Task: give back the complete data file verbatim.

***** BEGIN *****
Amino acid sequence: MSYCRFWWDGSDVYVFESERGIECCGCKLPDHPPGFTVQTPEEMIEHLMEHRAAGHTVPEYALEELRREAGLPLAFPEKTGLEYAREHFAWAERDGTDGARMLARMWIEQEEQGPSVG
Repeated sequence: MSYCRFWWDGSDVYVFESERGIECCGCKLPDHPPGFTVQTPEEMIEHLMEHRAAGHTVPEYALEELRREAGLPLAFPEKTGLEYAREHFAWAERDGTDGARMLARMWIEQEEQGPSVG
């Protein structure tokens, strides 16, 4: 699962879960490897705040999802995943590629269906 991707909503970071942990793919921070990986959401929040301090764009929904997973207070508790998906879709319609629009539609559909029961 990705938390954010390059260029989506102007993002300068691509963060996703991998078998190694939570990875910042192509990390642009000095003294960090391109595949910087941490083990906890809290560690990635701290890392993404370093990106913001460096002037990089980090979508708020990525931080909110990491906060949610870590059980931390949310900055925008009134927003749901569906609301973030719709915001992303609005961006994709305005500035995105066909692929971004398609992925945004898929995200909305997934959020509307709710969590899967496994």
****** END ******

Amino acid sequence: MSYCRFWWDGSDVYVFESERGIECCGCKLPDHPPGFTVQTPEEMIEHLMEHRAAGHTVPEYALEELRREAGLPLAFPEKTGLEYAREHFAWAERDGTDGARMLARMWIEQEEQGPSVG
Repeated sequence: MSYCRFWWDGSDVYVFESERGIECCGCKLPDHPPGFTVQTPEEMIEHLMEHRAAGHTVPEYALEELRREAGLPLAFPEKTGLEYAREHFAWAERDGTDGARMLARMWIEQEEQGPSVG
């Protein structure tokens, strides 16, 4: 699962879960490897705040999802995943590629269906 991707909503970071942990793919921070990986959401929040301090764009929904997973207070508790998906879709319609629009539609559909029961 990705938390954010390059260029989506102007993002300068691509963060996703991998078998190694939570990875910042192509990390642009000095003294960090391109595949910087941490083990906890809290560690990635701290890392993404370093990106913001460096002037990089980090979508708020990525931080909110990491906060949610870590059980931390949310900055925008009134927003749901569906609301973030719709915001992303609005961006994709305005500035995105066909692929971004398609992925945004898929995200909305997934959020509307709710969590899967496994």